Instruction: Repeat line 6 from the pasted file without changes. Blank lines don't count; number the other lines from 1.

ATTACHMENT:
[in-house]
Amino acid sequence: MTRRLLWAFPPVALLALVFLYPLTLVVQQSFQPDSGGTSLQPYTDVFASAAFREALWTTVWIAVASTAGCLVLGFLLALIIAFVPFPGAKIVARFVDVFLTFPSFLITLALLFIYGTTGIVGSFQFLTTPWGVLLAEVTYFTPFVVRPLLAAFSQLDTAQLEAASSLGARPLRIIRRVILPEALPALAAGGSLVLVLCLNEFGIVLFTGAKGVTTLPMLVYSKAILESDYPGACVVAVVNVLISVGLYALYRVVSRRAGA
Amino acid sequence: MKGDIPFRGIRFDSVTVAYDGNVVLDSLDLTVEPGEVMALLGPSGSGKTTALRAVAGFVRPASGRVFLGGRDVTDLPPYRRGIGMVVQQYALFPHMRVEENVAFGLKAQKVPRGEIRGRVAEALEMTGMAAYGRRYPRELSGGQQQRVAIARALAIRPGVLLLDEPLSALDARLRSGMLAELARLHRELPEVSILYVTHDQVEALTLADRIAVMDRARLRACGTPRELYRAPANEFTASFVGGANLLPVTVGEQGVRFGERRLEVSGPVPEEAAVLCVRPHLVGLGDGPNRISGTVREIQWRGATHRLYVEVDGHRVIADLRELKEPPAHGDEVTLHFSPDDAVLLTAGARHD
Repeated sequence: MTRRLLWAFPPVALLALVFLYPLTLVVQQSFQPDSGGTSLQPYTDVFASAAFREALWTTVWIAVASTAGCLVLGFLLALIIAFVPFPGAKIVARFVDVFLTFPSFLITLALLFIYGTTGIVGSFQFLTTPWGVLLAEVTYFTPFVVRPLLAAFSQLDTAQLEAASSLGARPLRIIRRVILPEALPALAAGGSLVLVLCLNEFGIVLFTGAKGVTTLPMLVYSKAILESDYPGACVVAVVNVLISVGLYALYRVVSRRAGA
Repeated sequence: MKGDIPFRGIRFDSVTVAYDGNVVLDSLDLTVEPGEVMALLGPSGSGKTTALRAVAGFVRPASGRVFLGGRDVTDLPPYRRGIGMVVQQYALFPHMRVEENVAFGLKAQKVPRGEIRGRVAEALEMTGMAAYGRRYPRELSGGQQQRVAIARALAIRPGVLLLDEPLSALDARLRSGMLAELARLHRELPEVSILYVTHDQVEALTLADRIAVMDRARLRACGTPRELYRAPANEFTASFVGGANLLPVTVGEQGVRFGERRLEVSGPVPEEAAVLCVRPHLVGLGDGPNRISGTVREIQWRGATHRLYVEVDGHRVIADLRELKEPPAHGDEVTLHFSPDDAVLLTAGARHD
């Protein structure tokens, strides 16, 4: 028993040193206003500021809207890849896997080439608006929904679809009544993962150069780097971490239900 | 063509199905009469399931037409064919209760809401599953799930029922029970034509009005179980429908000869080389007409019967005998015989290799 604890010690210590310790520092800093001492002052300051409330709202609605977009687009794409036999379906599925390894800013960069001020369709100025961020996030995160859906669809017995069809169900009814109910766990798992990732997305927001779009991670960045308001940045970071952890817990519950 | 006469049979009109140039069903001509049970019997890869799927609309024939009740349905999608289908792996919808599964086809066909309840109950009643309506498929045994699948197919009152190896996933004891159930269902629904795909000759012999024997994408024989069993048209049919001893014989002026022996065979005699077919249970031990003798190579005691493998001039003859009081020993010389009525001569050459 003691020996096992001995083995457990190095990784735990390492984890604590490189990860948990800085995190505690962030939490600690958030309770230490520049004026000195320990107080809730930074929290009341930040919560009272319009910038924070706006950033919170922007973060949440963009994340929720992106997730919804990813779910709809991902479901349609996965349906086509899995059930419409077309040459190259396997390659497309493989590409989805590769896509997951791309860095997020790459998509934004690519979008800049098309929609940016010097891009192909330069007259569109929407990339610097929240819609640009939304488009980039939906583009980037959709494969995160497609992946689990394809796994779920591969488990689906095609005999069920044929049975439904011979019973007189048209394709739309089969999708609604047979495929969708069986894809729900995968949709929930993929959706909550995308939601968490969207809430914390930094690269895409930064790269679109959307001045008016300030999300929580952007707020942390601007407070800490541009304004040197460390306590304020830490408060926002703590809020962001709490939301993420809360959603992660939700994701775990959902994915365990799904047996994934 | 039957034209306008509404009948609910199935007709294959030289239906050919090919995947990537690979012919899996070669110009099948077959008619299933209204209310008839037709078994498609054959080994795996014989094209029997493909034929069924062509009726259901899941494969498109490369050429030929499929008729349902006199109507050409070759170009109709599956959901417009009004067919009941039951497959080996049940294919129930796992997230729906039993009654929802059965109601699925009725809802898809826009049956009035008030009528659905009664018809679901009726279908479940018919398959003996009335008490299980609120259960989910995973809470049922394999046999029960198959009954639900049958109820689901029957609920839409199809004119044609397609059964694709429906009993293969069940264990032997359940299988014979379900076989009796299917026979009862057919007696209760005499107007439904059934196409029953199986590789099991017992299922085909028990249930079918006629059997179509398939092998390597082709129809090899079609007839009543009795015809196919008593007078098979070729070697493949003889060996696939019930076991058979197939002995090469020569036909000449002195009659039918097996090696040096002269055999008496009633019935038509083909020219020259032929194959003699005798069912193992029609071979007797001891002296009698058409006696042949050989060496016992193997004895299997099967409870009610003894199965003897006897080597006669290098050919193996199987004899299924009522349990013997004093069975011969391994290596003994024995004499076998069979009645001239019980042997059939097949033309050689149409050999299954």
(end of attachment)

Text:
């Protein structure tokens, strides 16, 4: 028993040193206003500021809207890849896997080439608006929904679809009544993962150069780097971490239900 | 063509199905009469399931037409064919209760809401599953799930029922029970034509009005179980429908000869080389007409019967005998015989290799 604890010690210590310790520092800093001492002052300051409330709202609605977009687009794409036999379906599925390894800013960069001020369709100025961020996030995160859906669809017995069809169900009814109910766990798992990732997305927001779009991670960045308001940045970071952890817990519950 | 006469049979009109140039069903001509049970019997890869799927609309024939009740349905999608289908792996919808599964086809066909309840109950009643309506498929045994699948197919009152190896996933004891159930269902629904795909000759012999024997994408024989069993048209049919001893014989002026022996065979005699077919249970031990003798190579005691493998001039003859009081020993010389009525001569050459 003691020996096992001995083995457990190095990784735990390492984890604590490189990860948990800085995190505690962030939490600690958030309770230490520049004026000195320990107080809730930074929290009341930040919560009272319009910038924070706006950033919170922007973060949440963009994340929720992106997730919804990813779910709809991902479901349609996965349906086509899995059930419409077309040459190259396997390659497309493989590409989805590769896509997951791309860095997020790459998509934004690519979008800049098309929609940016010097891009192909330069007259569109929407990339610097929240819609640009939304488009980039939906583009980037959709494969995160497609992946689990394809796994779920591969488990689906095609005999069920044929049975439904011979019973007189048209394709739309089969999708609604047979495929969708069986894809729900995968949709929930993929959706909550995308939601968490969207809430914390930094690269895409930064790269679109959307001045008016300030999300929580952007707020942390601007407070800490541009304004040197460390306590304020830490408060926002703590809020962001709490939301993420809360959603992660939700994701775990959902994915365990799904047996994934 | 039957034209306008509404009948609910199935007709294959030289239906050919090919995947990537690979012919899996070669110009099948077959008619299933209204209310008839037709078994498609054959080994795996014989094209029997493909034929069924062509009726259901899941494969498109490369050429030929499929008729349902006199109507050409070759170009109709599956959901417009009004067919009941039951497959080996049940294919129930796992997230729906039993009654929802059965109601699925009725809802898809826009049956009035008030009528659905009664018809679901009726279908479940018919398959003996009335008490299980609120259960989910995973809470049922394999046999029960198959009954639900049958109820689901029957609920839409199809004119044609397609059964694709429906009993293969069940264990032997359940299988014979379900076989009796299917026979009862057919007696209760005499107007439904059934196409029953199986590789099991017992299922085909028990249930079918006629059997179509398939092998390597082709129809090899079609007839009543009795015809196919008593007078098979070729070697493949003889060996696939019930076991058979197939002995090469020569036909000449002195009659039918097996090696040096002269055999008496009633019935038509083909020219020259032929194959003699005798069912193992029609071979007797001891002296009698058409006696042949050989060496016992193997004895299997099967409870009610003894199965003897006897080597006669290098050919193996199987004899299924009522349990013997004093069975011969391994290596003994024995004499076998069979009645001239019980042997059939097949033309050689149409050999299954």